Damaging Reputations and Relationships

A long-running case between the Museum of Liverpool and AEW Architects has ended with the award of more than two million pounds in damages against the Manchester-based practice. Further court orders in relation to the payment of costs are expected to be made later this year. The firm has been ordered to pay compensation to the museum after it was blamed for a series of design problems with steps, a seating area and ceilings, one of which collapsed. AEW had in turn sued contractor PIHL and Galliford Try (acting as a JV) and they have been ordered to pay a contribution of £205,080 towards the bill.

It is not for me to comment on the rights and wrongs of Mr Justice Akenhead's deliberations and subsequent judgement in this case. What I am surprised about is why this dispute was not settled in a mediation? Maybe a mediation did take place and no common ground could be found? Maybe AEW’s insurers wouldn’t play ball? We will never know because, as we all know, mediation takes place in private and is “off the record”.

What I can say, with some confidence, is that none of the parties will be overjoyed about reading about this sorry story in the press. Reputational damage is often difficult to put a value on but needs to be considered when claims start flying around and insurers become involved.

The requirement to notify insurers of a potential or actual claim will be an express term of the contract of insurance as will be the passing of the care and conduct of the claim to lawyers of your insurer’s choice. If you don't comply, cover will be void. You simply do not get to debate these matters. The appointed lawyers will be acting for both you and your insurers, but it is your insurer that will be paying the bills and there can be an unspoken tension between an insured party and its insurer in such situations because you may want different things.

In practice any party on the receiving end of a claim may be only too happy to let someone else deal with the claim, at least at the outset. The problems can come later when a legal strategy and tactics are being developed without any consideration of past, or future, client relationships which might have existed and might be preserved according to how the claim is managed.

There is no real definitive solution to this conundrum. In reality your insurer will be looking to successfully defend the claim in its entirety, or settle at minimum cost, whilst you may well be hoping that the matter can be settled quickly without destroying a client relationship. In these situations the interests of the insurer and the insured may well be considerably different. Balancing these opposing interests can be difficult but perhaps not impossible.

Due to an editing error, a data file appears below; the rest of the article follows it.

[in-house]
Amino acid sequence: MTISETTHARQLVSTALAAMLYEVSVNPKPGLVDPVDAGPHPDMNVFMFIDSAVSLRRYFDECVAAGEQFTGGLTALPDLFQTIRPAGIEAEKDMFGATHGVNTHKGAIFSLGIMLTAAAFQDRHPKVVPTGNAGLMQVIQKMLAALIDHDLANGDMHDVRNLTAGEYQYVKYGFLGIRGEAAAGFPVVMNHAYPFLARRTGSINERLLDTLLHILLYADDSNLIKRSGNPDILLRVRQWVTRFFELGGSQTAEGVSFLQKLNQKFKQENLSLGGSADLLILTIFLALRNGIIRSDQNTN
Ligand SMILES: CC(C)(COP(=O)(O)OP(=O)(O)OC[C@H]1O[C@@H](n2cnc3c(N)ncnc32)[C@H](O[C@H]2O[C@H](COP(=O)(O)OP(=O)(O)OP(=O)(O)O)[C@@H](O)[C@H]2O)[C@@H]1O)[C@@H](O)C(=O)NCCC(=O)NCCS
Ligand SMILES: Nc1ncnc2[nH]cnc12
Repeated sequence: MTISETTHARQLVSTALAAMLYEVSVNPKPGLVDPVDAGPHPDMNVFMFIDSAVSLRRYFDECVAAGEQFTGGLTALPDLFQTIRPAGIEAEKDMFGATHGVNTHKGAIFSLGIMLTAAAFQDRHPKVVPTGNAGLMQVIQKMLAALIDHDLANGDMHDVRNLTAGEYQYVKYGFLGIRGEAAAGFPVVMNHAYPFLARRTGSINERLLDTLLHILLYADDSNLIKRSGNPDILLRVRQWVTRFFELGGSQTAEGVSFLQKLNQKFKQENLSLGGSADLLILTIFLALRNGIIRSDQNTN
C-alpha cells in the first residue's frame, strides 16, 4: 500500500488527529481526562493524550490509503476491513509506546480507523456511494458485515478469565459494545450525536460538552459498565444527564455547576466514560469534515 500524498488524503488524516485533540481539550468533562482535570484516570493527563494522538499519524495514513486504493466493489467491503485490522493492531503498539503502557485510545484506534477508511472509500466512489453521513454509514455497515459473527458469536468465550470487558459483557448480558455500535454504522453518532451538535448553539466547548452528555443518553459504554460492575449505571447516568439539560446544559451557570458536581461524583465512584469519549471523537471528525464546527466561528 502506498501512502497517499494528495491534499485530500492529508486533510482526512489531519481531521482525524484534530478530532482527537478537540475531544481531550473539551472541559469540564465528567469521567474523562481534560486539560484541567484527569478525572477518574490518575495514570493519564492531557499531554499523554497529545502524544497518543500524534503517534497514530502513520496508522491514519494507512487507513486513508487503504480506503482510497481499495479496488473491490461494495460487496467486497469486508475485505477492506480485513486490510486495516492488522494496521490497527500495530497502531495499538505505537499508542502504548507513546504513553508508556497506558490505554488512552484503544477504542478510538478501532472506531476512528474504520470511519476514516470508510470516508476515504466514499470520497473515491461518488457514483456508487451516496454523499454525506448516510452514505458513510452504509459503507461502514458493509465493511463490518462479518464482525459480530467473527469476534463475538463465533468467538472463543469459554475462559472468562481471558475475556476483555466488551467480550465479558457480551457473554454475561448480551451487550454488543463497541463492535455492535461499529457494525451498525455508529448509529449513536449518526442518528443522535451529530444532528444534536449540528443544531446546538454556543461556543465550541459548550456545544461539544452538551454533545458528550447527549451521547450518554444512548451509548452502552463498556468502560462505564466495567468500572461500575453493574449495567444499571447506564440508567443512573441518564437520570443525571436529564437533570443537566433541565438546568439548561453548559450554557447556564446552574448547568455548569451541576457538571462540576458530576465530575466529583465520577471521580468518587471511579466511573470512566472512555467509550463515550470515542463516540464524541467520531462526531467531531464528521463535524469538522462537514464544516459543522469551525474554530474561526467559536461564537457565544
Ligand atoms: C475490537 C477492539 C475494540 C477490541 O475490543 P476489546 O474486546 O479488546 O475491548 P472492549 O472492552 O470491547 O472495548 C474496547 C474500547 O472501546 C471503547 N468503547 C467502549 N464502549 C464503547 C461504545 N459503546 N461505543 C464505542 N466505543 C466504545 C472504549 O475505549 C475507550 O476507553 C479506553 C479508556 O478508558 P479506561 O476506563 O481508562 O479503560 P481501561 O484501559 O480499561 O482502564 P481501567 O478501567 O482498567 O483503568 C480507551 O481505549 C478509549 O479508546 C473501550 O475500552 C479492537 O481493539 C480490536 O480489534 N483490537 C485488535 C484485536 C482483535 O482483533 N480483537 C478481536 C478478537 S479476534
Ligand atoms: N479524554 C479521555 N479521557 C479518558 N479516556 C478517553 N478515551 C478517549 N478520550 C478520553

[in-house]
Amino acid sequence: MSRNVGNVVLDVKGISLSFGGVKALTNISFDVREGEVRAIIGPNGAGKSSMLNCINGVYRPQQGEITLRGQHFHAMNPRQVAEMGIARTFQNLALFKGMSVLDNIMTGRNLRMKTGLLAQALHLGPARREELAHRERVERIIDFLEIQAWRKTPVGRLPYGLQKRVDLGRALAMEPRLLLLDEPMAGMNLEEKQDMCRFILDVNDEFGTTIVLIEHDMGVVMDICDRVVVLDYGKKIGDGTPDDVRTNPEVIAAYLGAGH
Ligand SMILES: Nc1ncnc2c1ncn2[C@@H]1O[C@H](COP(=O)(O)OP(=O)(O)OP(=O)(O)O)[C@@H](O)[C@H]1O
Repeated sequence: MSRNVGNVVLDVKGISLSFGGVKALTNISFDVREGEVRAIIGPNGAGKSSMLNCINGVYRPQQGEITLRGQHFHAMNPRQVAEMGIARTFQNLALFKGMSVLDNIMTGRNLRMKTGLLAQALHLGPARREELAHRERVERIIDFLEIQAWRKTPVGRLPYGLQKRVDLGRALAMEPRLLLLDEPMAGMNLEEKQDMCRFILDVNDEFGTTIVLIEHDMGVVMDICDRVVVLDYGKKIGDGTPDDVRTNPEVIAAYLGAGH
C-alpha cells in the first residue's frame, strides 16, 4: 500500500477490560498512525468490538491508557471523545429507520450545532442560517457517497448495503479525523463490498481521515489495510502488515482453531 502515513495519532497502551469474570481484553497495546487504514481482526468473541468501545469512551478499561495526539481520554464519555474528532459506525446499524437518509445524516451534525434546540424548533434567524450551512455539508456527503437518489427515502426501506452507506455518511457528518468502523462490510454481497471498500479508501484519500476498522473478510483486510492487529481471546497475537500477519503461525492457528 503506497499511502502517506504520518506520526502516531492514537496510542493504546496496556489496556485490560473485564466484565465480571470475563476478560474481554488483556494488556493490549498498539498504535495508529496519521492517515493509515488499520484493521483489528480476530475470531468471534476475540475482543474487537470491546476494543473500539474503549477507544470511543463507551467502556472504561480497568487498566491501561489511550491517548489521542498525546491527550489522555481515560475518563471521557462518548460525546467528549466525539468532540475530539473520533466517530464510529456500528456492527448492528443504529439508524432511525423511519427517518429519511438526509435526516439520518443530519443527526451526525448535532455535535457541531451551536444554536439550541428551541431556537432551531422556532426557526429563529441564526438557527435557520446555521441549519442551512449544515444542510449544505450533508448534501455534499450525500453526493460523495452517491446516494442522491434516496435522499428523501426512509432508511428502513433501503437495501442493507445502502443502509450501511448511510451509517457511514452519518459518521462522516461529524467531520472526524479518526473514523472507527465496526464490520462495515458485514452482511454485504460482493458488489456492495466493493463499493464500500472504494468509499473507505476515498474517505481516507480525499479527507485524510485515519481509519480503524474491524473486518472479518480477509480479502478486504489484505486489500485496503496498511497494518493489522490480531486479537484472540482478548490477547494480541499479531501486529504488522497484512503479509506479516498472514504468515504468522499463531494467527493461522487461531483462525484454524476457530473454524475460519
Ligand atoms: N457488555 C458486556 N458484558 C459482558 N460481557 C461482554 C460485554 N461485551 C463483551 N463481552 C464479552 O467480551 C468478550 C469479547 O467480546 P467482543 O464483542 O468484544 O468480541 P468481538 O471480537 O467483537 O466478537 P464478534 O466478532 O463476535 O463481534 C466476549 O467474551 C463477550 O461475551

Here are some suggested guidelines for dealing with professional negligence claims made against you whilst attempting to preserve the client relationship.

• Read and fully understand the terms of your policy wording. What are you required to do and when?

• What are you not allowed to do?

• Clear any communications with your client through your insurers before they are sent.

• Liaise with your broker and share any concerns you have that your insurers may not be thinking about your long term interests.

• If you believe that your client relationship might survive after the claim has been dealt with, ensure that your insurers are aware of this from the outset.

• Engage with your insurers and appointed legal team and be a part of developing the strategy for dealing with the claim from the outset. Do not be passive.

• Insist that you see any documents being sent to your client and request amendments if you feel that your client may be antagonised.

• Encourage your insurer and its legal team to propose mediation at the earliest opportunity.

• Attend any mediation and make suggestions inside your team to encourage settlement, even if you have to think about making a financial contribution outside the requirement of your insurance arrangements.

• Attempt to place a value on the reputational damage that will be sustained if litigation follows.

• Remember your insurers will not attach any financial value to your future client relationship or reputational damage if matters are not resolved.


Whilst it may be tempting to allow your insurers to take over the claim and for you to be a passive bystander in the proceedings, such an approach may have unanticipated consequences, including losing clients and suffering unwelcome reputational damage. Not every client is good for you, but the ones that are, are worth fighting for.


Peter Vinden is Managing Director of Vinden. He can be contacted by email at pvinden@vinden.co.uk. For similar articles on construction, corporate protection and dispute resolution generally, visit www.vinden.co.uk

Peter Vinden

Peter is an experienced professional in the construction industry with particular expertise in quantity surveying and the commercial management of contracting organisations.